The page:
Johannesburg - The Medicines Control Council (MCC) has received over 13 000 applications for registration from the alternative health industry, Registrar of Medicines Dr Precious Matsoso said on Friday.
Matsoso made the remark after a 10-day World Health Organisation (WHO) training programme to provide technical support to African countries providing antiretroviral treatment (ART) drugs to people with HIV and Aids.
The training also looked at the management and safety of complementary and traditional African medicines in the treatment of HIV and Aids.
Matsoso said trials of complementary medicine would build up a body of knowledge on the safety and efficacy of these drugs.
This comes after the National Assembly approved the Traditional Health Practitioners Bill on Thursday. The bill gives formal recognition to about 200 000 traditional healers.
The legislation will make it illegal for anyone not registered as a traditional healer to offer treatment for HIV and Aids.
Health workers, researchers and government officials from eight African countries took part in the WHO training in pharmacovigilance - or the detection and prevention of adverse drug reactions.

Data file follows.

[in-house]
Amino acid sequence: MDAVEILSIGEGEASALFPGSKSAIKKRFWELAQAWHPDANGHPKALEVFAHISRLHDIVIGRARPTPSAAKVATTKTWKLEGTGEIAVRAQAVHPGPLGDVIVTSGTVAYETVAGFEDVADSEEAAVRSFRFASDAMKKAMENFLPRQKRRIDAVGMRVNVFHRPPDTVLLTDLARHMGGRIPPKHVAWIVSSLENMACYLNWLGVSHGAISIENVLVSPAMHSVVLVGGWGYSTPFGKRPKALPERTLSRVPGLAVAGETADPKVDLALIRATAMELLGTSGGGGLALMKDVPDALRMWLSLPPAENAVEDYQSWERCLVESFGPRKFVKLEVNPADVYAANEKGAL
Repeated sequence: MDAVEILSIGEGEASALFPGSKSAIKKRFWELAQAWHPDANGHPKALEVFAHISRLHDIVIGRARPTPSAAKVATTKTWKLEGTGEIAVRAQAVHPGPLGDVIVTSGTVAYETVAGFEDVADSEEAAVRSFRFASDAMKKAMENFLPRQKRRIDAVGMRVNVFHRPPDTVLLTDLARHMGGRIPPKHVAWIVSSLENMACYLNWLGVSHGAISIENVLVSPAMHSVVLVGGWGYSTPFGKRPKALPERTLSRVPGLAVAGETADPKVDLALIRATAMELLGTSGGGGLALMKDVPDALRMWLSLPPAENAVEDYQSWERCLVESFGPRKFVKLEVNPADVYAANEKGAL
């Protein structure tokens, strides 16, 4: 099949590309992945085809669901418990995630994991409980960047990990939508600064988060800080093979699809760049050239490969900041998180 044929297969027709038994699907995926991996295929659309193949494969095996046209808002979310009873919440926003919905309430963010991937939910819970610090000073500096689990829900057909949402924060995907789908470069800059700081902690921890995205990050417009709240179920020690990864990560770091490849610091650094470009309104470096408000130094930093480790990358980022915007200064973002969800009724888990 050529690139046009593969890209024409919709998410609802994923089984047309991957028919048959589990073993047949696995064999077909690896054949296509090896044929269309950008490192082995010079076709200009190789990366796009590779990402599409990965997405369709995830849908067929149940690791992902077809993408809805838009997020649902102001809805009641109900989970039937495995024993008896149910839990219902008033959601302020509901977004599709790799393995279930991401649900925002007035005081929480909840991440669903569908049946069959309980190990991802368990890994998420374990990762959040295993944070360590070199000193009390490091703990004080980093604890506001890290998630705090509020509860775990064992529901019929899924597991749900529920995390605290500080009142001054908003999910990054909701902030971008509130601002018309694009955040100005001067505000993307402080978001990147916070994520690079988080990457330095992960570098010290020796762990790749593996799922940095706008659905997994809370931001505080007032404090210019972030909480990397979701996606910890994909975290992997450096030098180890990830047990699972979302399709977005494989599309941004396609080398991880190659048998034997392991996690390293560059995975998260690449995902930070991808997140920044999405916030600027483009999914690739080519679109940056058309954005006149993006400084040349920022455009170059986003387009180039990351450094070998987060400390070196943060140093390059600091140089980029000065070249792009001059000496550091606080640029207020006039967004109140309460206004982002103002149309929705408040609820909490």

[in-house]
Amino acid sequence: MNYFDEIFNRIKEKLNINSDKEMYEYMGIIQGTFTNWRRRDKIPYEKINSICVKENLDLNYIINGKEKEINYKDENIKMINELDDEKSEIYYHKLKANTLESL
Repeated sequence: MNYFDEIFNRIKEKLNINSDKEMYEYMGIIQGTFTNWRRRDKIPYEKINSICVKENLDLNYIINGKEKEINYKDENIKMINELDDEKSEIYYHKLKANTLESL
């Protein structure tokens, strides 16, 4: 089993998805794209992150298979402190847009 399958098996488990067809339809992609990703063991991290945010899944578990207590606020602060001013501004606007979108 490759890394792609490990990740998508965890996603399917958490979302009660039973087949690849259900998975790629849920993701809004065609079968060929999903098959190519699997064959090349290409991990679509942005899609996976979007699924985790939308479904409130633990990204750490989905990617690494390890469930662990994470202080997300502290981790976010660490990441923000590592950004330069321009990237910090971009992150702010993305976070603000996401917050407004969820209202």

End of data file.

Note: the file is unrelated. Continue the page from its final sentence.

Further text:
"The roll-out of antiretroviral treatment drugs needs to be accompanied by education," Matsoso told reporters in Johannesburg.
The head of the Copenhagen HIV Programme and a facilitator of the WHO programme, Dr Jens Lundgren, said: "ARTs are one of the most effective therapies in the reduction of mortality by more than 80% ... for more than eight years."
Lundgren said although there was some toxicity associated with ARTs, the benefits of taking them were greater than the risk of ignoring the drugs.
"We have a very good sense of what one can expect from toxicity ... and we are disseminating that knowledge in Africa," he said.
Matsoso said: "One of the many challenges in HIV and Aids treatment is to continually weigh up and balance the known side effects of the medicines with the problems associated with and caused by the disease itself."
Esperanca Sevene from the pharmacovigilance unit in Mozambique explained it was important that African countries also monitor the interaction of ARTS with drugs used to treat other diseases prevalent on the continent, such as malaria.
A Pharmacovigilance Centre opened this week in the Medical University of South Africa in Ga-Rankuwa.
This is in addition to the National Adverse Event Monitoring Centre in Cape Town and the Bloemfontein Pharmacovigilance Centre, which monitors the safety of ARTs for pregnant women, newborn babies and children needing treatment.
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